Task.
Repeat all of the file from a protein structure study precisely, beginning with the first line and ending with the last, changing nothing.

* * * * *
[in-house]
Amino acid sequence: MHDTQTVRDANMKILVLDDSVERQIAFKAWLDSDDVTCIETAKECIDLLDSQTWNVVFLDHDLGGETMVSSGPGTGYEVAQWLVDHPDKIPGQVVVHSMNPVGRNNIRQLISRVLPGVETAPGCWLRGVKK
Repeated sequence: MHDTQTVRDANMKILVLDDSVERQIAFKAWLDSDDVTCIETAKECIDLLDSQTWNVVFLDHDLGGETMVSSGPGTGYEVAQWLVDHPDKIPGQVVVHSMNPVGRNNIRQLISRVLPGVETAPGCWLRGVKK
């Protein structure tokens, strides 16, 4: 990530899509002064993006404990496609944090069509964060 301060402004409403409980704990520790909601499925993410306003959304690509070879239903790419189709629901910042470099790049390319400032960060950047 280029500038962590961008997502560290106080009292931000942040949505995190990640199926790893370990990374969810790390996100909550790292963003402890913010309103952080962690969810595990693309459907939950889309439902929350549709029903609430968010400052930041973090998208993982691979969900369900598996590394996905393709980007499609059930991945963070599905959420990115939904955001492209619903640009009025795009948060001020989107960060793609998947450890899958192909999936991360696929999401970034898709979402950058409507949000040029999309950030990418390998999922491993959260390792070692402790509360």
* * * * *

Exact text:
[in-house]
Amino acid sequence: MHDTQTVRDANMKILVLDDSVERQIAFKAWLDSDDVTCIETAKECIDLLDSQTWNVVFLDHDLGGETMVSSGPGTGYEVAQWLVDHPDKIPGQVVVHSMNPVGRNNIRQLISRVLPGVETAPGCWLRGVKK
Repeated sequence: MHDTQTVRDANMKILVLDDSVERQIAFKAWLDSDDVTCIETAKECIDLLDSQTWNVVFLDHDLGGETMVSSGPGTGYEVAQWLVDHPDKIPGQVVVHSMNPVGRNNIRQLISRVLPGVETAPGCWLRGVKK
């Protein structure tokens, strides 16, 4: 990530899509002064993006404990496609944090069509964060 301060402004409403409980704990520790909601499925993410306003959304690509070879239903790419189709629901910042470099790049390319400032960060950047 280029500038962590961008997502560290106080009292931000942040949505995190990640199926790893370990990374969810790390996100909550790292963003402890913010309103952080962690969810595990693309459907939950889309439902929350549709029903609430968010400052930041973090998208993982691979969900369900598996590394996905393709980007499609059930991945963070599905959420990115939904955001492209619903640009009025795009948060001020989107960060793609998947450890899958192909999936991360696929999401970034898709979402950058409507949000040029999309950030990418390998999922491993959260390792070692402790509360």